After years or even months of marriage, many find that the daily routine can put a damper on even the most healthy relationship. Household duties, obligations with children and work can make little time for couples to foster positive communication. If your marriage is troubled, communication could be the key to put your relationship on the mend. Learn how to positively discuss your likes, dislikes, needs and wants to revive the love you have for each other.
Make Communication a Priority
If your marriage is hanging on by a thread, it is possible that there are times when the two of you don’t even want to look at each other, much less communicate. However, mending a troubled marriage takes effort and hard work. Make your marriage a priority by scheduling time for one-on-one discussions, recommends Maud Purcell, a family therapist with PsychCentral.com. Instead of rehashing old arguments or expressing built-up anger, reserve these one-on-one sessions for discussions about your dreams, goals, interests and hobbies. Positively communicating about yourself will help your confidence soar and actively listening to your spouse will help you learn more about this person you chose to spend the rest of your life with.
Launching a discussion with your spouse can be challenging when your marriage is troubled. However, conversation starters can keep the discussions positive. Pose positive, non-threatening questions to your spouse to show that you are interested in him and want to know how to make the marriage work. Questions such as “When do you feel most loved?” or “What is the best way for me to support or encourage you?” can bring about meaningful conversations, according to Robert and Pamela Crosby, authors of “Creative Conversation Starters for Couples.” Ask about your partner’s strengths, career goals and travel wishes so that the two of you can think about your future together in a committed marriage.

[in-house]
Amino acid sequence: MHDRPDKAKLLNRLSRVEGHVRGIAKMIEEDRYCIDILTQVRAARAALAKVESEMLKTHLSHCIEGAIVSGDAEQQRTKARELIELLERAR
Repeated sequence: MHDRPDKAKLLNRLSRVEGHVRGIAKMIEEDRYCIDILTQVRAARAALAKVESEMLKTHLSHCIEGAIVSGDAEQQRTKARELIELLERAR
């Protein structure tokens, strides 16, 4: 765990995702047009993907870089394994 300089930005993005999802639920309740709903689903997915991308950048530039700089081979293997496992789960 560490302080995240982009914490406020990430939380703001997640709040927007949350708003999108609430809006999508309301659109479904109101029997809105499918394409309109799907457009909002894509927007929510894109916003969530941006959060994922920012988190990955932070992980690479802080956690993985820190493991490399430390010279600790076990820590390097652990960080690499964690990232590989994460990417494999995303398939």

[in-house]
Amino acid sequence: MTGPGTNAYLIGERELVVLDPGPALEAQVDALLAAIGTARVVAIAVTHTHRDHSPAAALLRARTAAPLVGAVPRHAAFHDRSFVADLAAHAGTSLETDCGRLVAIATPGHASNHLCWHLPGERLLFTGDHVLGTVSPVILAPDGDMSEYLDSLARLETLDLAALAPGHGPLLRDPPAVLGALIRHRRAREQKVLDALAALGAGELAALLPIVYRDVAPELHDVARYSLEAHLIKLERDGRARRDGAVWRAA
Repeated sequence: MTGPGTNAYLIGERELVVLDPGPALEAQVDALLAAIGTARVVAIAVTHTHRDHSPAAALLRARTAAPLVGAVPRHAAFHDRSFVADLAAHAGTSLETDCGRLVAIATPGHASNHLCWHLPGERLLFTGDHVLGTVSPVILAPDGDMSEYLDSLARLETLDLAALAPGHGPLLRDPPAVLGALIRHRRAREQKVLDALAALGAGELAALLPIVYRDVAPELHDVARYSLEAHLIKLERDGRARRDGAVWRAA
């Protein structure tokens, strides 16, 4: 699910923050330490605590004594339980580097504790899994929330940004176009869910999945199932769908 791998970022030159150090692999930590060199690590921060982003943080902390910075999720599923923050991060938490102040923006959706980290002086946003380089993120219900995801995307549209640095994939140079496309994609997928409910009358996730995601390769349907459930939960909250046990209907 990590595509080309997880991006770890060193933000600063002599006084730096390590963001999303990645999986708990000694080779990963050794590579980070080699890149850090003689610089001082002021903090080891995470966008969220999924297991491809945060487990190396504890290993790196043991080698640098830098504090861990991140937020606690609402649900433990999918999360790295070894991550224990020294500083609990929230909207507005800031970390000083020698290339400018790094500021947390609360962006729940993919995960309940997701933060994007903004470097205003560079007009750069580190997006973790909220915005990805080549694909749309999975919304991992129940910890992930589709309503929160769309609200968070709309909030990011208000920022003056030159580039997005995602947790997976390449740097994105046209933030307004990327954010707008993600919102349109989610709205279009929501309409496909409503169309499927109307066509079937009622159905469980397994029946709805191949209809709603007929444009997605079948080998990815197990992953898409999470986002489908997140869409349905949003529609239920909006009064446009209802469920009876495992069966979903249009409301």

Keep Your Tone Light
It’s no secret that a defensive tone will only lead to a bitter or angry exchange. When conversing with your spouse, keep your tone positive, avoid crossing your arms and show positive body language, such as a gentle touch, agreeing nod or smile. If you use a demeaning or sarcastic tone, the conversation will only lead to even more division, according to the experts at Marriage Missions International. When the conversation starts to stray to negative words or angry outbursts, stop the interaction and schedule a time to try again. Set expectations for each discussion that include respectful behavior.
A conversation with your spouse doesn’t have to always end with tears and angry outbursts. Typically, people lash out when they feel that their voice is not being heard. When communicating with your spouse, be a good listener by actively listening with your entire body. Avoid interrupting your partner when he is talking and wait your turn to respond. If you are a good listener, it encourages your spouse to share more with you on a daily basis, says Purcell. Active listening opens the door for even more positive communication in the future and when your marriage is troubled, it is even more important to listen to your spouse’s concerns.